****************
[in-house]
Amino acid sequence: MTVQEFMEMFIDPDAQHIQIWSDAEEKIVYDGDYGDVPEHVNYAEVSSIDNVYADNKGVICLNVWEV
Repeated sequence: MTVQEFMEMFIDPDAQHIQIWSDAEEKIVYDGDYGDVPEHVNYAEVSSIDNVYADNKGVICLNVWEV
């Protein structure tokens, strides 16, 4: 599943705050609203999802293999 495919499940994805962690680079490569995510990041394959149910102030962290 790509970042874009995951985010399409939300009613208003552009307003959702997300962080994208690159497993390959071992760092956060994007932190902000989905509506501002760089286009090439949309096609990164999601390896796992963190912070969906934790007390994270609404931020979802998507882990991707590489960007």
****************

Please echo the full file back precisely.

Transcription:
[in-house]
Amino acid sequence: MTVQEFMEMFIDPDAQHIQIWSDAEEKIVYDGDYGDVPEHVNYAEVSSIDNVYADNKGVICLNVWEV
Repeated sequence: MTVQEFMEMFIDPDAQHIQIWSDAEEKIVYDGDYGDVPEHVNYAEVSSIDNVYADNKGVICLNVWEV
């Protein structure tokens, strides 16, 4: 599943705050609203999802293999 495919499940994805962690680079490569995510990041394959149910102030962290 790509970042874009995951985010399409939300009613208003552009307003959702997300962080994208690159497993390959071992760092956060994007932190902000989905509506501002760089286009090439949309096609990164999601390896796992963190912070969906934790007390994270609404931020979802998507882990991707590489960007």